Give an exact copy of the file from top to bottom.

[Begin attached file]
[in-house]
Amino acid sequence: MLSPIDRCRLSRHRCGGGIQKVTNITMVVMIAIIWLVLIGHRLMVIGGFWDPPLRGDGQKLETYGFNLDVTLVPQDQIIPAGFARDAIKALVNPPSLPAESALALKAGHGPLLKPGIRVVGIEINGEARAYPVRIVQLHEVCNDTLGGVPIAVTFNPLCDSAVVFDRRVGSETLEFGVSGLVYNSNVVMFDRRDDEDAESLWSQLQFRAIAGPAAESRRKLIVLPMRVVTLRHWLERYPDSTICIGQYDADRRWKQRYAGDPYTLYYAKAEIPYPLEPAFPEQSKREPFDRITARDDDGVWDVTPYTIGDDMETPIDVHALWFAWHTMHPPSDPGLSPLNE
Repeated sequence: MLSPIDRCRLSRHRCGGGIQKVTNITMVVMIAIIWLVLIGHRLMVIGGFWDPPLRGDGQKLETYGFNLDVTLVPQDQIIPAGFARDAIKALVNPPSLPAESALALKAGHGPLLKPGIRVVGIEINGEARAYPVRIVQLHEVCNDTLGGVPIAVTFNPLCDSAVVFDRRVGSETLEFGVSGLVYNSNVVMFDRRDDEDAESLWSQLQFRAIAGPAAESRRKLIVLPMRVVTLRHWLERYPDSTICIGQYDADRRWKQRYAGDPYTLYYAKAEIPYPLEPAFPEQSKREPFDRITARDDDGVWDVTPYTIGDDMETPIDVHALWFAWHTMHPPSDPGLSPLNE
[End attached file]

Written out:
[in-house]
Amino acid sequence: MLSPIDRCRLSRHRCGGGIQKVTNITMVVMIAIIWLVLIGHRLMVIGGFWDPPLRGDGQKLETYGFNLDVTLVPQDQIIPAGFARDAIKALVNPPSLPAESALALKAGHGPLLKPGIRVVGIEINGEARAYPVRIVQLHEVCNDTLGGVPIAVTFNPLCDSAVVFDRRVGSETLEFGVSGLVYNSNVVMFDRRDDEDAESLWSQLQFRAIAGPAAESRRKLIVLPMRVVTLRHWLERYPDSTICIGQYDADRRWKQRYAGDPYTLYYAKAEIPYPLEPAFPEQSKREPFDRITARDDDGVWDVTPYTIGDDMETPIDVHALWFAWHTMHPPSDPGLSPLNE
Repeated sequence: MLSPIDRCRLSRHRCGGGIQKVTNITMVVMIAIIWLVLIGHRLMVIGGFWDPPLRGDGQKLETYGFNLDVTLVPQDQIIPAGFARDAIKALVNPPSLPAESALALKAGHGPLLKPGIRVVGIEINGEARAYPVRIVQLHEVCNDTLGGVPIAVTFNPLCDSAVVFDRRVGSETLEFGVSGLVYNSNVVMFDRRDDEDAESLWSQLQFRAIAGPAAESRRKLIVLPMRVVTLRHWLERYPDSTICIGQYDADRRWKQRYAGDPYTLYYAKAEIPYPLEPAFPEQSKREPFDRITARDDDGVWDVTPYTIGDDMETPIDVHALWFAWHTMHPPSDPGLSPLNE